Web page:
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SF Fed Chief Urges New Economic Policy Planning

Phil Hall
Aug 16, 2016
The head of the San Francisco Federal Reserve is challenging both the central bank and the federal government to think outside of the proverbial box when it comes to formulating economic policies

The head of the San Francisco Federal Reserve is challenging both the central bank and the federal government to think outside of the proverbial box when it comes to formulating economic policies.

In commentary published by his institution’s Economic Letter, San Francisco Fed President and CEO John C. Williams bluntly insisted that the status quo has become stagnant as the national and global economic environments have shifted.

“Central banks and governments around the world must be able to adapt policy to changing economic circumstances,” he wrote. “The time has come to critically reassess prevailing policy frameworks and consider adjustments to handle new challenges, specifically those related to a low natural real rate of interest. While price level or nominal GDP targeting by monetary authorities are options, fiscal and other policies must also take on some of the burden to help sustain economic growth and stability. As nature abhors a vacuum, so monetary policy abhors stasis. Instead of being a rigid set of precepts, it follows the adage, that which survives is that which is most adaptive to change.”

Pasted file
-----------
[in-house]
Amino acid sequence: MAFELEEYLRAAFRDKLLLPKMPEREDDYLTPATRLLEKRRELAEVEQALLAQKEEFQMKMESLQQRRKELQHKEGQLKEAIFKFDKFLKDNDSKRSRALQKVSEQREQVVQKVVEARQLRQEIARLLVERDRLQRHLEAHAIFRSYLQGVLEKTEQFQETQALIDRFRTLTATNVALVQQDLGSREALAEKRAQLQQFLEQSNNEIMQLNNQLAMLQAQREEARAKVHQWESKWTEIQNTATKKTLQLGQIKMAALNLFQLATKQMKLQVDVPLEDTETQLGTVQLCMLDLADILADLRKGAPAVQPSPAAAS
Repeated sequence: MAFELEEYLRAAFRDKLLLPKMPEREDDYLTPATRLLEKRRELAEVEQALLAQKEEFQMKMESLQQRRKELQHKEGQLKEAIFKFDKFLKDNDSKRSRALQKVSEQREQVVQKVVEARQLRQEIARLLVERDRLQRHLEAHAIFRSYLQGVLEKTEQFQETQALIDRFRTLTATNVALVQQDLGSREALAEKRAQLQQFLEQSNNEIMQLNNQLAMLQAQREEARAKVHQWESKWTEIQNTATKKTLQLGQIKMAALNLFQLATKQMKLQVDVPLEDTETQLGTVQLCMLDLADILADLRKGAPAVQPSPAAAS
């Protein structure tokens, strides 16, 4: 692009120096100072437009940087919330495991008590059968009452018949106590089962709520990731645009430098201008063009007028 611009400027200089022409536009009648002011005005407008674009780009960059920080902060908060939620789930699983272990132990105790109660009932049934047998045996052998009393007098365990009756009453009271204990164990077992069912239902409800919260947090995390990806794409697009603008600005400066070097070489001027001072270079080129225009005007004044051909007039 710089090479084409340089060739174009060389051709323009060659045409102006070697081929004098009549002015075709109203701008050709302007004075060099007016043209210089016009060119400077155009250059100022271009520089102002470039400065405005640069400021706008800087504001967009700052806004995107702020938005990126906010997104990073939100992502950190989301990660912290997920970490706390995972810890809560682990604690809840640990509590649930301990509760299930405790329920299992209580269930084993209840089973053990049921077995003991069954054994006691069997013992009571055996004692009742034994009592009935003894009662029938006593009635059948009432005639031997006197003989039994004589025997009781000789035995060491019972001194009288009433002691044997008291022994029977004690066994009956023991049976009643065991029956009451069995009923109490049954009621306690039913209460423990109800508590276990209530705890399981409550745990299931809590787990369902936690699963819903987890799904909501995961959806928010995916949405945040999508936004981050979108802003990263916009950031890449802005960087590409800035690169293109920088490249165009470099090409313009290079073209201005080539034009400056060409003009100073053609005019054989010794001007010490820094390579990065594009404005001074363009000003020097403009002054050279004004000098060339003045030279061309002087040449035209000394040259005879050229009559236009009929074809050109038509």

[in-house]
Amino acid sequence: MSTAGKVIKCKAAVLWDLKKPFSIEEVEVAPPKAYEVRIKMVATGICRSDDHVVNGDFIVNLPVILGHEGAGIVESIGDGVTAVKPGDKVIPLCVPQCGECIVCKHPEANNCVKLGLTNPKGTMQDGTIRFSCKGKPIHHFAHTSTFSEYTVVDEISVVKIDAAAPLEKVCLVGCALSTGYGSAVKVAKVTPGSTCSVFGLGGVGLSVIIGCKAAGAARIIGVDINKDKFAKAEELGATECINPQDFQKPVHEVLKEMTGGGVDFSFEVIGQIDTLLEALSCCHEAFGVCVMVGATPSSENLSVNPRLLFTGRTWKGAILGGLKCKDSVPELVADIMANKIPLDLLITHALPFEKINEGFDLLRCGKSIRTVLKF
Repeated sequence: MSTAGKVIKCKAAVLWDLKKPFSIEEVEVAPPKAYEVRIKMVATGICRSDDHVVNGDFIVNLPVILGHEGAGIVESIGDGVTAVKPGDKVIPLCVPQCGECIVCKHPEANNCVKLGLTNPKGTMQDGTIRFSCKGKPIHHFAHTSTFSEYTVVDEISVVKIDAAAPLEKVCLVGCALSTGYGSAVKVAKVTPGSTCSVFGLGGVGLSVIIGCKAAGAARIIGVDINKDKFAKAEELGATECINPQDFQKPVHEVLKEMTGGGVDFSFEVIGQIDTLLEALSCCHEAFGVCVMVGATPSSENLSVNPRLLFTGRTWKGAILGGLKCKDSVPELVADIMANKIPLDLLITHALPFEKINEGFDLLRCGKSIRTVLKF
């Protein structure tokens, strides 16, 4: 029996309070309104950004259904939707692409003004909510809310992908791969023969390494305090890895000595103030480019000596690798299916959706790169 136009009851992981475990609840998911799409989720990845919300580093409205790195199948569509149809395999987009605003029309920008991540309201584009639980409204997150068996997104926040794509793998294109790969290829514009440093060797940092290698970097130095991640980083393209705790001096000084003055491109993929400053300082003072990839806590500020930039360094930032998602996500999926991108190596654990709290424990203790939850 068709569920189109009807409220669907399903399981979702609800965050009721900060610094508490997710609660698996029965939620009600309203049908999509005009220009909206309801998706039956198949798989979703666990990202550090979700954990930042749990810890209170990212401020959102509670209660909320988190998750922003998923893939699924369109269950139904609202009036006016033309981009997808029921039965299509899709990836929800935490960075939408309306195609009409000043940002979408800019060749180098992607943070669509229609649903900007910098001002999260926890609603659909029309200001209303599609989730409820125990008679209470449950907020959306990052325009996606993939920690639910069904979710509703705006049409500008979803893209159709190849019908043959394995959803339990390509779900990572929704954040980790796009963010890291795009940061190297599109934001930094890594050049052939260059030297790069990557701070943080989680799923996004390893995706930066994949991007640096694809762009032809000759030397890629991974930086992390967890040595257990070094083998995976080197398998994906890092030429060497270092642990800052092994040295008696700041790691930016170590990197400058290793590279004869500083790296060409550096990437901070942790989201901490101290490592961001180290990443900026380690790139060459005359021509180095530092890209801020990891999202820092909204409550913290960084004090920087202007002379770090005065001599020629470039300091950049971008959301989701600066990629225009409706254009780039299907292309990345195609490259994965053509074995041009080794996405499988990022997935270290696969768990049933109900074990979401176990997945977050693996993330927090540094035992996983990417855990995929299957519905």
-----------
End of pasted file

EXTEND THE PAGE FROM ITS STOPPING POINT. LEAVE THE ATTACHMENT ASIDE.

Williams added that the Fed’s decision to keep rates at historic lows will ultimately create more problems than solutions.

“The critical implication of a lower natural rate of interest is that conventional monetary policy has less room to stimulate the economy during an economic downturn, owing to a lower bound on how low interest rates can go,” he continued. “This will necessitate a greater reliance on unconventional tools like central bank balance sheets, forward guidance, and potentially even negative policy rates. In this new normal, recessions will tend to be longer and deeper, recoveries slower, and the risks of unacceptably low inflation and the ultimate loss of the nominal anchor will be higher.”

Williams also insisted that any changes would have to come gradually and in a manner that ensured there was no tumult created in sudden shifts.

“In stressing the need to study and consider new approaches to fiscal and monetary policy, I am not advocating an abrupt reversal of course; after all, you don’t change horses in the middle of a stream,” he stated. “And in monetary policy, ‘abrupt’ and ‘disrupt’ have more than merely resonance of sound in common. But now is the time for experts and policymakers around the world to carefully investigate the pros and cons of these proposals.”

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